- Buckets everywhere all the time: It is not aesthetically pleasing, especially our buckets that we grabbed from a painter friend… but they do the job!!! We shower with buckets, the washing machine empties into buckets and there is some sort of container under every single tap, in case any water drips when it is turned on or off. In actual fact we no longer use most of our taps at all and no potential for drips.
- Only Absolutely Essential Laundry: Gone are the days of clean sheets every week, every other week at the most. And I don’t want to talk about towels. Using smaller towels is great, and hanging them out to dry in the sun when we use them really helps. Always using the washer when it is full and with the least amount of water.
- Dishwashing: Only put the dishwasher on the lowest water cycle, and only when it is absolutely packed full. And otherwise washing dishes once a day and using the water from one wash up to soak the dishes for the next wash up.
- Drinking Water: While we used to have a lot of spillage, or kids would over fill their glasses and we would water a pot plant with the excess… well not anymore. They pour less into their drinking glasses, if they want more they can pour more, but not the other way around. Also water bottles are working for us, they fill their water bottles and when they aren’t thirsty anymore than can just return the bottle to the fridge.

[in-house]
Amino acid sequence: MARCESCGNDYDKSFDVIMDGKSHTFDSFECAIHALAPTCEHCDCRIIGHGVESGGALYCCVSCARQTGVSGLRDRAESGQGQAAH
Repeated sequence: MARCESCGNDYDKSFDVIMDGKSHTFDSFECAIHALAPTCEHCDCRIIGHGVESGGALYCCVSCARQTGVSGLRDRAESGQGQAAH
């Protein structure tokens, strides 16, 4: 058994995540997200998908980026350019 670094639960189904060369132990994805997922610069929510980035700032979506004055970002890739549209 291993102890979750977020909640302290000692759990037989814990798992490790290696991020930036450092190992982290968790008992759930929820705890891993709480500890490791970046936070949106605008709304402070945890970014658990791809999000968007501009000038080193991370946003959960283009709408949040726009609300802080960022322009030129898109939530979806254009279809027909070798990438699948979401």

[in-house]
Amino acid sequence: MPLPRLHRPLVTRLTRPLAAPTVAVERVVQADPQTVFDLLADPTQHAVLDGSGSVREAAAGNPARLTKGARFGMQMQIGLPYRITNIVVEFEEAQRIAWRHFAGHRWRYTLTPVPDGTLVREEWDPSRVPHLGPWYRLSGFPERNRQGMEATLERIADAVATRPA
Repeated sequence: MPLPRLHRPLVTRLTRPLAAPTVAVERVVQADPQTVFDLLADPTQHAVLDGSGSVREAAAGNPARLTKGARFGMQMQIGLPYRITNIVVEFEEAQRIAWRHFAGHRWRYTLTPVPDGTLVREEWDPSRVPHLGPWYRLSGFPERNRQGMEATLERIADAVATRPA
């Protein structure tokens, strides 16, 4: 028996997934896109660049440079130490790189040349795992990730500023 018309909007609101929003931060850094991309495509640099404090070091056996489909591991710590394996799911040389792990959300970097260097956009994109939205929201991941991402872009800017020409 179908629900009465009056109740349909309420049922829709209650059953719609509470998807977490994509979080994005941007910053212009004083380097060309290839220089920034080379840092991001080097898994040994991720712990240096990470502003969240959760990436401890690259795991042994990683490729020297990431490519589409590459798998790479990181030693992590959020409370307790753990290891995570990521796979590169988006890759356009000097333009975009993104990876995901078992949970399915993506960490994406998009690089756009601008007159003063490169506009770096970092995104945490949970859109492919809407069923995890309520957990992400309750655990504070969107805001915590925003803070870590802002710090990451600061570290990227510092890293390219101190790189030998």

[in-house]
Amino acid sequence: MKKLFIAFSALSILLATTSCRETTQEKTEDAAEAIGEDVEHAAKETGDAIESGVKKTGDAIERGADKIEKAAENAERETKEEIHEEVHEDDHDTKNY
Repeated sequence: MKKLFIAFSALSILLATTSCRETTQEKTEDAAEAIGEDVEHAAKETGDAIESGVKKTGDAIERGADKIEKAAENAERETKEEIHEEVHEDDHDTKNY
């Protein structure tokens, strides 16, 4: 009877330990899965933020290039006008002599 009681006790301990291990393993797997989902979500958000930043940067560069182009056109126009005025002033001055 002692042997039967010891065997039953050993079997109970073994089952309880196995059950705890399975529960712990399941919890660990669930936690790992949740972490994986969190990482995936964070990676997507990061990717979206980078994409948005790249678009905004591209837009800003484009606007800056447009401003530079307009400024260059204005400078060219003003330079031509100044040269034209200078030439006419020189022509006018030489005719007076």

- Showers: After years of telling teenage boys that they have to shower every single day, we now say they have to shower after they have been running or hiking. We having a running competition to see who can shower the quickest… our champions have the tap running for less than 40 s. A Shower looks like: tap on and off… soap, shampoo, and then tap on again to rinse off. Its fine in the summer, or after gym when we are all hot… I am not looking forward to it in the winter.
I have a feeling so many folk are really doing their best to save water, I do find it annoying that some folk still have luscious green gardens, ours is completely gone. I find it annoying that there are folk on our block with two or three people living in their home that are using more water than we are with a family of ten. And I find it annoying to see the amount of fear mongering that goes on in the media… regular folk are completely stressed out about the lack of water. People are queuing at local springs throughout the night… and folk are buying bottled water (that comes out a municipal tap anyway) like there is no tomorrow.
We have decided to concentrate on doing the best we can and save every drop, not just because there is a water crisis but because it is the right thing to do. Some of the changes we will never put back to how they were, I can’t believe how unthinking we were in our water expenditure before… I can’t imagine that we will ever bath again or even shower without a bucket. What I can say, is that eventually we are going to have to recreate a garden that is far more adjusted to the world of drought. And we will be starting with a fresh canvas so to speak… so that is going to be interesting.